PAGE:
Final 'Avengers' Trailer Promises Lots of Action, Possible Deaths

The rumors about the new Avengers movie is that Captain America for sure may meet his end, as well as some of the other regulars, like Tony Stark or Hawkeye, etc. Actor's contracts are up, which has a lot to do with it, but there's actually one more movie to come, which was filmed at the same time, so maybe nobody goes out in this particular one. I'm not a huge fan of the Avengers series (although I am starting to like some of the newer Marvel standalones, like Thor: Ragnarok, Spider-Man and Black Panther), but this is the best trailer I've seen for it so far. The movie was moved up to April 27th, away from direct competition with Deadpool 2, and it looks set to make ALL the money, based on the reaction so far.

'Love, Simon' Scores With Critics

I almost missed the boat on this movie, having just become aware of it recently, but it's coming out tomorrow and it's actually getting quite good reviews, currently sitting at 88% on Rotten Tomatoes. Directed by Greg Berlanti, who's most known now for his media empire and as co-creator of the CW superhero shows (and others, like Riverdale, etc.), this movie is rather groundbreaking, in that it's a teen comedy from a major studio in the John Hughes vein, but about a gay teenager (Nick Robinson) looking for love of his own. I may have to check this one out.

Jude Law is Young Dumbledore in 'Fantastic Beasts' Sequel

I must have read somewhere that Jude Law was going to be Dumbledore, but I'd forgotten, because him showing up in this trailer was a surprise to me. The first Fantastic Beasts movie had some good moments but was pretty mediocre overall. I don't think it helps that Eddie Redmayne's Newt Scamander isn't exactly a dynamic or exciting hero to root for. But that whole cast is back again this time for The Crimes of Grindelwald, which was promised by Johnny Depp's brief appearance in the other movie. I still think the series could benefit from protagonists that are more appealing (Jude Law is actually a step in the right direction there), but I'm sure the movie will be passable enough. I am curious though, Is David Yates ever going to stop directing these movies?

Emily Blunt Takes on an Iconic Role in 'Mary Poppins Returns'

Hmm. What do you guys think of this teaser? On the one hand, you'd think it'd be impossible for someone to take over a role that Julie Andrews made famous, especially in what's supposed to be an actual, canonical sequel, but on the other (and I hate to say this)...are there millions of kids who have very likely never even seen the 1964 classic Disney musical? Probably not. I dressed up for Halloween as Mary Poppins one year and every kid who saw me thought I was supposed to be Nanny McPhee (if they even had a guess). I do think Emily Blunt appears to be trying to imitate Dame Julie's voice in this split second that we see of her. I think I'd need to see a little more footage before having an opinion on this one.

Lightning Round Reviews, Part 4: Yet Still More of 2017

That's right, I'm still not quite finished with last year, but I promise that Part 5 is definitely going to be the final wrap-up. This happens when many of the films you want to see don't become available until the first few months of the following year. For now, here's the next batch of what I've finally caught up with:


 The past brought back to life

The past brought back to life

A fascinating film that tracks the history of a place called Dawson City, where a treasure trove of silent film reels were discovered underground in the late 1970’s, to be restored and preserved for the collection of long lost films. Filmmaker Bill Morrison traces the history of the tiny Canadian city located in the Yukon, which has seen the ups and downs of its construction and reconstruction ever since hordes of prospectors filed in in the early days of the Klondike gold rush, and he documents that history through photographs, newspaper articles and film reels, many from the discovered collection. The movie is a near silent film itself, with a haunting score that accompanies the history lesson playing out over the images through onscreen text. It’s a parallel history of not just the city, but of film and America itself, and a must watch for movie lovers in particular.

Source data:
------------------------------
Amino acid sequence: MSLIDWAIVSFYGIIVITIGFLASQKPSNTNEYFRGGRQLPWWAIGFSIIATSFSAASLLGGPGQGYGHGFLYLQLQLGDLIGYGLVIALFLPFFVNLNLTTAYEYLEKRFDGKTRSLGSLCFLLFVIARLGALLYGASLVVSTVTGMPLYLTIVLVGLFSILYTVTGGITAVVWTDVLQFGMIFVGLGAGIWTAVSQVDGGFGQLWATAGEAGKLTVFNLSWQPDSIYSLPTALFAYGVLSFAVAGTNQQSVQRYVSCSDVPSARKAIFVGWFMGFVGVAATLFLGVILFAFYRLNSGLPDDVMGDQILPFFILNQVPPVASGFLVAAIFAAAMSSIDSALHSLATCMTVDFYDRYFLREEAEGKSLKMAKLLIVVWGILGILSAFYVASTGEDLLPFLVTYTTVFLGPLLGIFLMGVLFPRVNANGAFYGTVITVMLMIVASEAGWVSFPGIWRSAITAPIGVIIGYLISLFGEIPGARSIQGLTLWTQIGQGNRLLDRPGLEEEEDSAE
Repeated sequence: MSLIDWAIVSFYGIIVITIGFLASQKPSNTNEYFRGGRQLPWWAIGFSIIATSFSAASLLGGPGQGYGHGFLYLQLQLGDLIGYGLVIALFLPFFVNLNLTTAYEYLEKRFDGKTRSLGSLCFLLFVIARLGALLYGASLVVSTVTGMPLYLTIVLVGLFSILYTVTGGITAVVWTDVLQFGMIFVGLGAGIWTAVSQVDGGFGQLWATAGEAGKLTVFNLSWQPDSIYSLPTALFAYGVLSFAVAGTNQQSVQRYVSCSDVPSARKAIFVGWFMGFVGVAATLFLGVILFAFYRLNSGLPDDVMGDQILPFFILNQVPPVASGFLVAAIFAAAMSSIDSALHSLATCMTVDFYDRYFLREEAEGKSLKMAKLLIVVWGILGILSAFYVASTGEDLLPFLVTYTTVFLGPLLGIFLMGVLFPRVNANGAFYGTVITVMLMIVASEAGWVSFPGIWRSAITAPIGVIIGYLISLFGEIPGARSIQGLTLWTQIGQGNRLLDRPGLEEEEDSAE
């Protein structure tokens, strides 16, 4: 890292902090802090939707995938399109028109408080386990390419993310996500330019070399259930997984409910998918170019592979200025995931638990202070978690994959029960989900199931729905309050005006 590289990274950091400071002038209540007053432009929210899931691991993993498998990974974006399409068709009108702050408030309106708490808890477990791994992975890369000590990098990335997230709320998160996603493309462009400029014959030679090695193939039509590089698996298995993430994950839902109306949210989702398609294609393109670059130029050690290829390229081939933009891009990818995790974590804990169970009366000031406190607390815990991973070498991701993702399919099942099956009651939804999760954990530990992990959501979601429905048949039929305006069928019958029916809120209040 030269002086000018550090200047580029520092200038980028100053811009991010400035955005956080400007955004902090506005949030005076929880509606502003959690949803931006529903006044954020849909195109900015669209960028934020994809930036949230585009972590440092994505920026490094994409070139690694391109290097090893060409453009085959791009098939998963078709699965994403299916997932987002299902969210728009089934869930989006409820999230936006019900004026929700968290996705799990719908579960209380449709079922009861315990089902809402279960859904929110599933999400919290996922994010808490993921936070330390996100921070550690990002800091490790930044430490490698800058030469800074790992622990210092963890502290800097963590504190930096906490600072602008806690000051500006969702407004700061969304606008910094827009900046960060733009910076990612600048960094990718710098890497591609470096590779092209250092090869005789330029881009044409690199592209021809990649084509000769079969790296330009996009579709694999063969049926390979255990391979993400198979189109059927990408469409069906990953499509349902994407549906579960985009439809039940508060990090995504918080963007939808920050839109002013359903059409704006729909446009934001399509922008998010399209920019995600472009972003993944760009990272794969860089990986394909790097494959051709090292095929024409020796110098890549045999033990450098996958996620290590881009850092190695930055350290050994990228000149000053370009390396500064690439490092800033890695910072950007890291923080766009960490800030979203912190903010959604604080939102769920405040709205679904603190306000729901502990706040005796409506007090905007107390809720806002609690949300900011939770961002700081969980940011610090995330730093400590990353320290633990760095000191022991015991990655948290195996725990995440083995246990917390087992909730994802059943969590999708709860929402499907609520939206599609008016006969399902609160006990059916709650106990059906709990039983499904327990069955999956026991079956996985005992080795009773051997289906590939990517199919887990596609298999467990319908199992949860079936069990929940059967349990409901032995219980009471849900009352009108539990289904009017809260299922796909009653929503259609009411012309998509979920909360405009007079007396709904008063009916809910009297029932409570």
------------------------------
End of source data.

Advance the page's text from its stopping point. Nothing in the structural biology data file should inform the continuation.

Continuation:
IT * * 1/2

 Pennywise the dancing clown is back

Pennywise the dancing clown is back

A new version of It tackles the Stephen King novel while moving the period setting from the 1950’s to the 1980’s in order to cash in on the Stranger Things-inspired nostalgia fest (one of the kids, Finn Wolfhard, actually is from Stranger Things). The result is only okay. Director Andy Muschietti helms his second feature (his first, Mama, was superior) and does manage to create some decent suspense in fits and starts. I also imagine this Pennywise, played by Bill Skarsgard, is a far more terrifying entity than Tim Curry’s hilariously over the top version from the 1990 TV miniseries, but the kids are one note stereotypes and the updated time period adds nothing to the story but throwaway references to Michael Jackson’s Pepsi commercial and New Kids on the Block. Actually it probably would have benefited from remaining in the 50’s, upping the creepy, old-fashioned horror and plausibility of the small town setting. I did like the screen presence of one of the child actors, Sophia Lillis, who happens to be a dead ringer for a young Amy Adams, but the cliches and silliness of the climactic battle with Pennywise wear the movie down.


FACES PLACES * * * 1/2

 A joyful trip through France and memory

A joyful trip through France and memory

Legendary filmmaker Agnes Varda teams up with French photographer JR for an unconventional documentary that sees them roaming the French countryside, surprising people in villages, farms and factories to persuade them to have their pictures taken and posted as massive prints on the sides of buildings, walls, etc. It’s a sweet, whimsical adventure that shows the still flourishing mind and creativity of the 88-year-old Varda, who remains every bit as interested in the lives of ordinary human beings as she ever was in her long filmmaking career. Most of the film is spontaneous and natural, as she prefers an approach that allows for improvised interaction, but every once in a while you see the emotional heart that makes its way in to create a poignant, cinematic moment. A lovely, soulful cap on a lifetime of imagination.



 The new Justice League is kind of a bust

The new Justice League is kind of a bust